Larry Kaufman, a grandmaster who helped Mr. Rajlich in the development of Rybka, but who now works on a rival called Komodo, said in an e-mail that he believed only earlier versions of Rybka were based on Fruit and Crafty.

This gets into the issue of what we have lost in chess as a result of computers. We have gained so much as well.

I look forward to following the discussions on this one.

Peter Falk — “Columbo” — dies at 83


Peter Falk with Grandmaster Viktor Korchnoi

Peter Falk died at his home in Beverly Hills, Calif., Thursday night. He was 83.

The “Columbo” star won four Emmy Awards for his portrayal of the cigar-chomping detective who always looked as if he’d just rolled out of bed. Falk played Columbo on television regularly from 1971 to 1978 and then sporadically from 1989 until 2003…

In a court document filed in December 2008, Falk’s daughter Catherine Falk said her father was suffering from Alzheimer’s disease.

“Columbo” began its history in 1971 as part of the NBC Sunday Mystery Movie series…

Columbo — he never had a first name — presented a contrast to other TV detectives. “He looks like a flood victim,” Falk once said. “You feel sorry for him. He appears to be seeing nothing, but he’s seeing everything. Underneath his dishevelment, a good mind is at work.”…

Columbo’s trademark was an ancient raincoat Falk had once bought for himself…

Peter Michael Falk was born Sept. 16, 1927…. At 3 he had one eye removed because of cancer. “When something like that happens early,” he said in a 1963 Associated Press interview, “you learn to live with it. It became the joke of the neighborhood. If the umpire ruled me out on a bad call, I’d take the fake eye out and hand it to him.”…

When not working, Falk spent time in the garage of his Beverly Hills home. He had converted it into a studio where he created charcoal drawings. He took up art in New York when he was in the Simon play and one day happened into the Art Students League.

He recalled: “I opened a door and there she was, a nude model, shoulders back, a light from above, buck-ass naked. The female body is awesome. Believe me, I signed up right away.”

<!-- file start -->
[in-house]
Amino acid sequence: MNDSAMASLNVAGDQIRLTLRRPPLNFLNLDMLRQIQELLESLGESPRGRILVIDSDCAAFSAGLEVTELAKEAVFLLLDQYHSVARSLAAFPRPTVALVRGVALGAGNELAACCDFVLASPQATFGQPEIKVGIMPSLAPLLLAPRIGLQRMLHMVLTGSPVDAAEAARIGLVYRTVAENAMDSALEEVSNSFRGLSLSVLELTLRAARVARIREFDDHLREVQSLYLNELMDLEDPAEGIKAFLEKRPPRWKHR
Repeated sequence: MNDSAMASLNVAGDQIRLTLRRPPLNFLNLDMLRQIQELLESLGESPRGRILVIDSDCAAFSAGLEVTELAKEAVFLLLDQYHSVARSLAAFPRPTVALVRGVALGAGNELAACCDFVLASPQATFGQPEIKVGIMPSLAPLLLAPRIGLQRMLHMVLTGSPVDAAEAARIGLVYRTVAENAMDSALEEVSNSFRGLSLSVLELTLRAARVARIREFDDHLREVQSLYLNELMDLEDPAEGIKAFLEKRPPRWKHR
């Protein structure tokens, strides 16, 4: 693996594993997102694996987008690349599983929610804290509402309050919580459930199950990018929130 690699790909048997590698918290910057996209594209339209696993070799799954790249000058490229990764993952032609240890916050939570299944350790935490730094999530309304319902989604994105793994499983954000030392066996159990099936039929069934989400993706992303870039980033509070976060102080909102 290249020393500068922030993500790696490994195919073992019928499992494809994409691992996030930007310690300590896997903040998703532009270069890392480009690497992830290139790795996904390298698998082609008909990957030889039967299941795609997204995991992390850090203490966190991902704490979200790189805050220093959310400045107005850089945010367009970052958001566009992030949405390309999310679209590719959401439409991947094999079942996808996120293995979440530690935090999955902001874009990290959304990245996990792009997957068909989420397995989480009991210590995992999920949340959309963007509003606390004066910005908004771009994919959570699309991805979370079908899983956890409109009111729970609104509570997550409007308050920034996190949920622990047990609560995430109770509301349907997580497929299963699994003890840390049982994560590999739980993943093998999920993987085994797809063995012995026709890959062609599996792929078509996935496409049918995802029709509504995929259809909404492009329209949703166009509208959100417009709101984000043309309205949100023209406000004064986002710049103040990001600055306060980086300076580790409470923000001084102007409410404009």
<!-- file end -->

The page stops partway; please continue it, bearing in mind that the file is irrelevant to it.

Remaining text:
Falk is survived by his wife Shera and his two daughters.

Girl on Skype asks Ivanchuk, “Please play 1. d4”. Ivanchuk says o.k. and wins.


 
The headline is just an amusing excuse to post this. This wasn’t a banner tournament for Vassily Ivanchuk, but it’s a delight to see him talk about his game. He says that he didn’t do any special preparation for this game, and that his opening move was inspired by the suggestion of “a girl” via Skype. Simple enough, right?

O.K., Eid likes me to post chess stuff once in a while, based on what I find interesting. This is what I find interesting today.

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Play over the moves to Ivanchuk-Nakamura here: Ivanchuk vs Nakamura
Read coverage of the tournament here: Magnus Carlsen wins Medias 2011

Armenia makes chess study compulsory


Armenia’s GM Levon Aronian, sporting an academic look

Every child aged six or over in Armenia is now destined to learn chess. The authorities there believe compulsory lessons will “foster schoolchildren’s intellectual development” and improve critical thinking skills.

The country has plenty of reasons to believe in chess. It treats grandmasters like sports stars, championships are displayed on giant boards in cities and victories celebrated with the kind of frenzy most countries reserve for football…

A two-year study conducted in the US by Dr Stuart Marguilies found that learning chess improved reading test scores and reading performance in elementary schools.

Another study by Professor Peter Dauvergne, who is also a chess master, concluded playing chess could raise IQ scores, strengthen problem solving skills, enhance memory and foster creative thinking.

Malcolm Pein, chief executive of Chess in Schools and Communities, a programme that puts chess into UK schools, says there are lots of reasons why chess has a positive impact on primary school children.

“Not only does it give children good thinking skills and improve concentration, memory and calculation, but it teaches children to take responsibility for their actions.”

Of course, the most important consideration isn’t even discussed at all. Is chess something worthy of study in its own right? The answer is yes, whether you view chess as art, science, or sport, or whether you want to study the history of chess, which in itself will teach you a lot about how theories are created, applied, revised, built upon, discarded. Continue reading

Happy 80th Birthday, Viktor Korchnoi


Sosonko: “Pssst. You’re not supposed to be winning any more.”
Korchnoi: “I can’t help it.”